Again the lines of science and religion are crossing in this post. But since this is my blog I can do whatever I want. :) It's who I am, in reality I'm a gospel nerd as much as I am a science nerd. And they go together quite beautifully in my opinion. So that is my disclaimer, choose to read or not, and I do invite you to comment.
"Anyone who has studied the inner workings of the human body has seen God moving in His majesty and power. ..Some think such marvelous things happened by chance or resulted from a big bang somewhere. Ask yourself - could an explosion in a printing shop produce a dictionary?"
-Russell M. Nelson, Quorum of the Twelve Apostles
I define myself as an open-minded skeptic. (Those two adjectives are not antagonists, I promise.) I don't personally believe in the Big Bang Theory. I must admit I need to learn more about it. But I am a big believer that truth is logical. The things I believe - both in science and in religion - make sense. To allow us to learn, grow, and do many good things by our free will, God gave us many tools - most notably our brain. The Big Bang theory doesn't make sense to me. Mostly, the evidences that they have found and attributed to this theory don't seem very conclusive at all to me- there are many many ways these things could be interpreted, but sometimes scientists take the observances and try to assimilate it into a theory that they already have. Naturally that's the most logical thing for them to do. I just keep in mind that science doesn't have all the answers. We keep learning more and more, and if at any time someone states that we know it all about any particular thing, I would think them a fool. Even with something like our own bodies - we know a ton about them and how they work. But we still don't know or understand it all.
Internationally renown Astrophysicist George F. R. Ellis explains: "People need to be aware that there is a range of models that could explain the observations….For instance, I can construct you a spherically symmetrical universe with Earth at its center, and you cannot disprove it based on observations….You can only exclude it on philosophical grounds. In my view there is absolutely nothing wrong in that. What I want to bring into the open is the fact that we are using philosophical criteria in choosing our models. A lot of cosmology tries to hide that."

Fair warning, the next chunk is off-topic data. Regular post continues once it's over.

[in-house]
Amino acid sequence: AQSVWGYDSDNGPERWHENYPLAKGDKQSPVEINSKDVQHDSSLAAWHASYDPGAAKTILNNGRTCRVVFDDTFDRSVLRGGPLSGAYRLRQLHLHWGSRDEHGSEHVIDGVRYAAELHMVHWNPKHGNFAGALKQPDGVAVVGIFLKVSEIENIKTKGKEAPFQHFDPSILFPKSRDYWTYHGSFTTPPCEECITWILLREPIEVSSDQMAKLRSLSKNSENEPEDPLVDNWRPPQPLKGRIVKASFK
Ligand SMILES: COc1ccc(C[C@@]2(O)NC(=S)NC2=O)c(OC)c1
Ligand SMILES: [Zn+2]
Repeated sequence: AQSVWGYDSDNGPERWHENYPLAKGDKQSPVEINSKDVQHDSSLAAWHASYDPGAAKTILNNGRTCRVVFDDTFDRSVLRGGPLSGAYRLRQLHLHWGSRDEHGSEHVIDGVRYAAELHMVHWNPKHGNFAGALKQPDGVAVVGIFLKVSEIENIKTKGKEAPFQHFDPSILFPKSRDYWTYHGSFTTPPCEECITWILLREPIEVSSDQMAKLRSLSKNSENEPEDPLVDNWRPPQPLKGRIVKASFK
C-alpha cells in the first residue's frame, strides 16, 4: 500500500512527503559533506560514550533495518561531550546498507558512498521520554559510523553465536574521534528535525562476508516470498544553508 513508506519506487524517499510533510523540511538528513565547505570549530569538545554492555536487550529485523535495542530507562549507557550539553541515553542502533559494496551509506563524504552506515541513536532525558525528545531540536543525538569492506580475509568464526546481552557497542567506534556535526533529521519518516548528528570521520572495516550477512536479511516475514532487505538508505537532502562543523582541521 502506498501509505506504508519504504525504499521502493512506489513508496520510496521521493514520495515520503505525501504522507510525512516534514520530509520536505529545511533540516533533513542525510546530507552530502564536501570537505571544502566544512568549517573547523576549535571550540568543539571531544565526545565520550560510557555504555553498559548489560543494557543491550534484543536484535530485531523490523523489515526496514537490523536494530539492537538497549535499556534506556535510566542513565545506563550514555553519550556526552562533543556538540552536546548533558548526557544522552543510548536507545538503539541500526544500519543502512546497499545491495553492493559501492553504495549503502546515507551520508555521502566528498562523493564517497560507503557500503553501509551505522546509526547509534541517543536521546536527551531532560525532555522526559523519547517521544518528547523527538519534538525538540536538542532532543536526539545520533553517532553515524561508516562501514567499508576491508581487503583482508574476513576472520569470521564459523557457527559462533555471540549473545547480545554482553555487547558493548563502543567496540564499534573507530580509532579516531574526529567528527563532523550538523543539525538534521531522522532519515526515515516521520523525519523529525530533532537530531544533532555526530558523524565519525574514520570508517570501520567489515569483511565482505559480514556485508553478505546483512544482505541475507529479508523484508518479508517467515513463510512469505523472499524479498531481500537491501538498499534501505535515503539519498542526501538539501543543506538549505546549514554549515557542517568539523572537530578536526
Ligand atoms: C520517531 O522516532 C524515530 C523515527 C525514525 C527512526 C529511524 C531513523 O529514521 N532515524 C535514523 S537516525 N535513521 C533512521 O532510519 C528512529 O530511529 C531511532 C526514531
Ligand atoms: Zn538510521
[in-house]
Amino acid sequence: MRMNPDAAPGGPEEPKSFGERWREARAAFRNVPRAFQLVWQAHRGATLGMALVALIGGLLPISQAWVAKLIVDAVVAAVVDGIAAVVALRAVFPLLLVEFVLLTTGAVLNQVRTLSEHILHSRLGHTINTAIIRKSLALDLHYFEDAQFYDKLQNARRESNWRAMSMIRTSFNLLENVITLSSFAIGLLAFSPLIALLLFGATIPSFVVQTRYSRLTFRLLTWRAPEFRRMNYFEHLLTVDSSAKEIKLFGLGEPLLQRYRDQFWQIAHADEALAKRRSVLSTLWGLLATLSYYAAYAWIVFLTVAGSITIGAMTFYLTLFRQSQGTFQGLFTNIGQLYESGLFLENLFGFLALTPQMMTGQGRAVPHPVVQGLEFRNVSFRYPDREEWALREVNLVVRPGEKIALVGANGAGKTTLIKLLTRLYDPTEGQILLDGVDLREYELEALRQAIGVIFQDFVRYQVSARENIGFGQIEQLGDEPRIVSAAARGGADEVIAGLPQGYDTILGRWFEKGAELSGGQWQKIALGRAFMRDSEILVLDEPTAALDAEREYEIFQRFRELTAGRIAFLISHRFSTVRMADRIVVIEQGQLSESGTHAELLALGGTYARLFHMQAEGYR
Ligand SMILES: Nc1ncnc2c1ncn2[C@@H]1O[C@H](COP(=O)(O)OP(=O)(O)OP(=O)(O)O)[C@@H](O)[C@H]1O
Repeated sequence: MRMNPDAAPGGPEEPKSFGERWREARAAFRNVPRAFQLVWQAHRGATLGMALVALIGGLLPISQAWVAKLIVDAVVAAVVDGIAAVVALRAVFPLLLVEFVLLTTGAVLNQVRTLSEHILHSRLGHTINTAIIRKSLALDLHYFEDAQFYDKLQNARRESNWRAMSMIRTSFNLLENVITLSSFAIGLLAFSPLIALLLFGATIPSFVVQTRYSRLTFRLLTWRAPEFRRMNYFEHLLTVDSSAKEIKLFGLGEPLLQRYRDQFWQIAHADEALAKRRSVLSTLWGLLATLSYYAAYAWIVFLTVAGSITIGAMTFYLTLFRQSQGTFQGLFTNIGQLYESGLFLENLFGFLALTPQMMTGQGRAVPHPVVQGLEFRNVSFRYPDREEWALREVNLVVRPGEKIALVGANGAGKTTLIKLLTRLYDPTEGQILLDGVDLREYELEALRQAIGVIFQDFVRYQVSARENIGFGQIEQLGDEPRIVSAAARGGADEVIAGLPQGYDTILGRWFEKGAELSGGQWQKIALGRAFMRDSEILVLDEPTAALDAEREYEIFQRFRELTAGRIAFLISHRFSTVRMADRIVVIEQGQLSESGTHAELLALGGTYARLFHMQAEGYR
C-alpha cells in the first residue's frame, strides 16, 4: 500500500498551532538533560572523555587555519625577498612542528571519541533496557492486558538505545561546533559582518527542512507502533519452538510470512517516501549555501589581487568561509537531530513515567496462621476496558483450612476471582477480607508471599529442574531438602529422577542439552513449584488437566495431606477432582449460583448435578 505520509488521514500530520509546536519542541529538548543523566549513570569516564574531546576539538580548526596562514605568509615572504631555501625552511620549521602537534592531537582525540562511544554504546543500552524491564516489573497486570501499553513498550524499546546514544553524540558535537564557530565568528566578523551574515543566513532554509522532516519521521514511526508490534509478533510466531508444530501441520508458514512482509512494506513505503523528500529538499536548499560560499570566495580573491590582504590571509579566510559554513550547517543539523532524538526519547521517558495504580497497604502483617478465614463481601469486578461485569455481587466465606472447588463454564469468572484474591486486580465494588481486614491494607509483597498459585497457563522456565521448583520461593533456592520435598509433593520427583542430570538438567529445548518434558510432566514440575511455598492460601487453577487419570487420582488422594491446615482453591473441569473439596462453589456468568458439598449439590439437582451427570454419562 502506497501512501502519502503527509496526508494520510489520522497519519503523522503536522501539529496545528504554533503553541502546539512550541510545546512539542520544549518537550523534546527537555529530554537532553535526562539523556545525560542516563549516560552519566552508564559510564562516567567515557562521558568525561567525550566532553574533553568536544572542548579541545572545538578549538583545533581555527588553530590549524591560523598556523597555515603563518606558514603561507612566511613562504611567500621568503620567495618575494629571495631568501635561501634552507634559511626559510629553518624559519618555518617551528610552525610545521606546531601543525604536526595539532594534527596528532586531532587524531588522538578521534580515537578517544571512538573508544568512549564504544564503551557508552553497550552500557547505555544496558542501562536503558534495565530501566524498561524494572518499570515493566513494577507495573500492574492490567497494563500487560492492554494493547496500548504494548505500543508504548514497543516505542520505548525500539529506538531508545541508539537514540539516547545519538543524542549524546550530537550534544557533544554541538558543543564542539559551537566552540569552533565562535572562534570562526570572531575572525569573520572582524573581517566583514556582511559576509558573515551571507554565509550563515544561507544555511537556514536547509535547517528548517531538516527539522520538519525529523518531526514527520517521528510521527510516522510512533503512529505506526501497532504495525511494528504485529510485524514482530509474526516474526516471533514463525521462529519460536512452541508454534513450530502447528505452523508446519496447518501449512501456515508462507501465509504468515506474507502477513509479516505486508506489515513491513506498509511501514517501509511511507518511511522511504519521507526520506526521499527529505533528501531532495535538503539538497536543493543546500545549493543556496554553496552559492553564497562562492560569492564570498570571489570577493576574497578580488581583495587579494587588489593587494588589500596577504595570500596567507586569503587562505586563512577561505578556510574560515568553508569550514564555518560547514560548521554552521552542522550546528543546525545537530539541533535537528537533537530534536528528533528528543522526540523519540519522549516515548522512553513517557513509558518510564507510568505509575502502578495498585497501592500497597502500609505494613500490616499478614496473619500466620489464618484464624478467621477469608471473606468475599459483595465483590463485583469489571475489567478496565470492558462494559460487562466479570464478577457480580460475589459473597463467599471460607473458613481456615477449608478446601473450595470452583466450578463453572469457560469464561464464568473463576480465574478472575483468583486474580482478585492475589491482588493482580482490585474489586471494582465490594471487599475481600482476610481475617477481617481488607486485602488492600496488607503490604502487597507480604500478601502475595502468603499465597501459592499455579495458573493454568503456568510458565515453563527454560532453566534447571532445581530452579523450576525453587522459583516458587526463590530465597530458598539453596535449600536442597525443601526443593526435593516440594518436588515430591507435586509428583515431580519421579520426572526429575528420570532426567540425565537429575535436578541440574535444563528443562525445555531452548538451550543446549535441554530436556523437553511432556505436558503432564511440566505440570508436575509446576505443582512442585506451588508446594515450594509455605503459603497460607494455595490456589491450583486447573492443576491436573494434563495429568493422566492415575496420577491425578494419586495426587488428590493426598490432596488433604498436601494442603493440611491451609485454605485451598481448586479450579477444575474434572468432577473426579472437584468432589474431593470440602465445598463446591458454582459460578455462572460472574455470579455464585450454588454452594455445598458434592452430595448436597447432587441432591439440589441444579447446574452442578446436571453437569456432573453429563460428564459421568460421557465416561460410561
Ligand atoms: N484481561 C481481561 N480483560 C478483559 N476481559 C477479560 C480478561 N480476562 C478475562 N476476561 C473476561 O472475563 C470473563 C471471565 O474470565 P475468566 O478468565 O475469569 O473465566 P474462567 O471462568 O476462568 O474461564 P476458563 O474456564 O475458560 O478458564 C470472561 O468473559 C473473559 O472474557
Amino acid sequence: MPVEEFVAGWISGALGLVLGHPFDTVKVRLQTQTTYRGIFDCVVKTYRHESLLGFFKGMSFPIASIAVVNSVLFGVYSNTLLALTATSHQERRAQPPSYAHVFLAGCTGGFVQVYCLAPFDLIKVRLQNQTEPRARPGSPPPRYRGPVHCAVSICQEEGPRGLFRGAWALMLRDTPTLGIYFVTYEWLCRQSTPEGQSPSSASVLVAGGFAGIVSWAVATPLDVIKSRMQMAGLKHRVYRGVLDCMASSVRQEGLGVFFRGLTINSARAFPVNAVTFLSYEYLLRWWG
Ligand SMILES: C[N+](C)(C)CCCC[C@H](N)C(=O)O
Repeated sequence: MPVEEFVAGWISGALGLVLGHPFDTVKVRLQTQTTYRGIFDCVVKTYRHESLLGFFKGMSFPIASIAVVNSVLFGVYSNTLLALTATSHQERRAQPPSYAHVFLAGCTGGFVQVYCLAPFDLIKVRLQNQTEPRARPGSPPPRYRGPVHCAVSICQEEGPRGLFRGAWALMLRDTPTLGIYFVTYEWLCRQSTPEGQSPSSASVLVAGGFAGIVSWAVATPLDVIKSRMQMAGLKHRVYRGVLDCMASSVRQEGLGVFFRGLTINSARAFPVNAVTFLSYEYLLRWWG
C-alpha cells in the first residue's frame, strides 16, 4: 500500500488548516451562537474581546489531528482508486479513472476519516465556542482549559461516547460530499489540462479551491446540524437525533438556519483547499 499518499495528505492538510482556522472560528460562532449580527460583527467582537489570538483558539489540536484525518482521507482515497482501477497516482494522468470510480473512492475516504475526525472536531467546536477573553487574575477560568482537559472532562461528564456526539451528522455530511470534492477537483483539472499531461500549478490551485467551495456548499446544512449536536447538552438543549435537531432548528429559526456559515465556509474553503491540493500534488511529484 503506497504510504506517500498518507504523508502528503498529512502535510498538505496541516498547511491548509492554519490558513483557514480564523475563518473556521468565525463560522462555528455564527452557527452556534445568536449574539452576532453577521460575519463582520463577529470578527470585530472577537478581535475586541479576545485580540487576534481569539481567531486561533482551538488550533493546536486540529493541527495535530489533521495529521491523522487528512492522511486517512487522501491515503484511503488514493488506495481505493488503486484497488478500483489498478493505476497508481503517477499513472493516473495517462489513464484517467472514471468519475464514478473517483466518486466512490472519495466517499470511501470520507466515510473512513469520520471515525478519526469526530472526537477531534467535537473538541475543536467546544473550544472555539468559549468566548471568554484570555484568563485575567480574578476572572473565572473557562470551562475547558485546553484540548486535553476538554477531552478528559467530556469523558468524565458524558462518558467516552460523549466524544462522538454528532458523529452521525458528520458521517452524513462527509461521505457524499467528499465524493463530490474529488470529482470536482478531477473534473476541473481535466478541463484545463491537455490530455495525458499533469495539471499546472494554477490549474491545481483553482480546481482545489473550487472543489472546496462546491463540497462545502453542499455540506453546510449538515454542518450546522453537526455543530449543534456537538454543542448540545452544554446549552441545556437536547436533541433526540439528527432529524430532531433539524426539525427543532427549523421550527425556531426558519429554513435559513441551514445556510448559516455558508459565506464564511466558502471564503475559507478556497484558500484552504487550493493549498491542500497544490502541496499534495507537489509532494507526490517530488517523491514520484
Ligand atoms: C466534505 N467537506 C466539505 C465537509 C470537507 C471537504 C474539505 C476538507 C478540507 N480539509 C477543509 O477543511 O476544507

From another leader - the Prophet on the earth today (literally today, April 1, 2012, President Thomas S. Monson:
"Where did we come from? Why are we here? Where do we go? Answers to these are not discovered in academia's textbooks or on the internet. They embrace eternity. Where do we come from? This query is inevitably thought if not spoken by every human being."
He told a story of a man who became convinced that death was the end. But then all that crumbled and he came back to his faith. What made the difference? President Monson explains:
"His wife died. With a broken heart, he went to the room where lay all that was mortal of her. He looked again at the face he loved so well. Coming out he said to a friend - 'it is she, and yet it is not she. Everything is changed. Something that was there before is taken away. She is not the same. What could be gone, if it be not the soul?' Later he wrote - 'Death is not what some people imagine. It is only like going into another room. In that other room we shall find the dear women and men and children we have loved and lost.' "
So I guess it comes down to this. The science attempts to explain how things happen. The gospel tells us why. I think that is the point that the Church leaders have been trying to get across. Don't try to turn to science to answer the why questions.